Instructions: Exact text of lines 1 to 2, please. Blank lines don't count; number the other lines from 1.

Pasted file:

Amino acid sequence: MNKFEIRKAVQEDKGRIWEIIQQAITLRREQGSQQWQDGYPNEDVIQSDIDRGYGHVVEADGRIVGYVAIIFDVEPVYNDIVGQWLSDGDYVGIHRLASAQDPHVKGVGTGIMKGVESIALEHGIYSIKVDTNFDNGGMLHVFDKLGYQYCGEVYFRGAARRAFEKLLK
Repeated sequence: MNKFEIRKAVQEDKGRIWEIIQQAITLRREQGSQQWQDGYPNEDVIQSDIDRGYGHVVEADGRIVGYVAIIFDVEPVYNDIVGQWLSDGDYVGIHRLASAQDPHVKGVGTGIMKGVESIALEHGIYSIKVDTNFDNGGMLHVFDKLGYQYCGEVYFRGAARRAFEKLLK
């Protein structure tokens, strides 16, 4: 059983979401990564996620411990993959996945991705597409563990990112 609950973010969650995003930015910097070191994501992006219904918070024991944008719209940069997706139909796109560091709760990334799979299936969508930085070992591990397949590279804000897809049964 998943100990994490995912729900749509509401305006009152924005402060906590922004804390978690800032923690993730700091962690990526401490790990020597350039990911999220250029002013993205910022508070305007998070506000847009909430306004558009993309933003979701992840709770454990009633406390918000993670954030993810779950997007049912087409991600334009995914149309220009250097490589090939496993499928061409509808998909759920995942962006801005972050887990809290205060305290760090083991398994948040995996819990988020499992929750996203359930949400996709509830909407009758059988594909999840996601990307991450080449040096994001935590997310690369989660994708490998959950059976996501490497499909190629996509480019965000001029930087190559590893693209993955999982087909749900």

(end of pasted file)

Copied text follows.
Amino acid sequence: MNKFEIRKAVQEDKGRIWEIIQQAITLRREQGSQQWQDGYPNEDVIQSDIDRGYGHVVEADGRIVGYVAIIFDVEPVYNDIVGQWLSDGDYVGIHRLASAQDPHVKGVGTGIMKGVESIALEHGIYSIKVDTNFDNGGMLHVFDKLGYQYCGEVYFRGAARRAFEKLLK
Repeated sequence: MNKFEIRKAVQEDKGRIWEIIQQAITLRREQGSQQWQDGYPNEDVIQSDIDRGYGHVVEADGRIVGYVAIIFDVEPVYNDIVGQWLSDGDYVGIHRLASAQDPHVKGVGTGIMKGVESIALEHGIYSIKVDTNFDNGGMLHVFDKLGYQYCGEVYFRGAARRAFEKLLK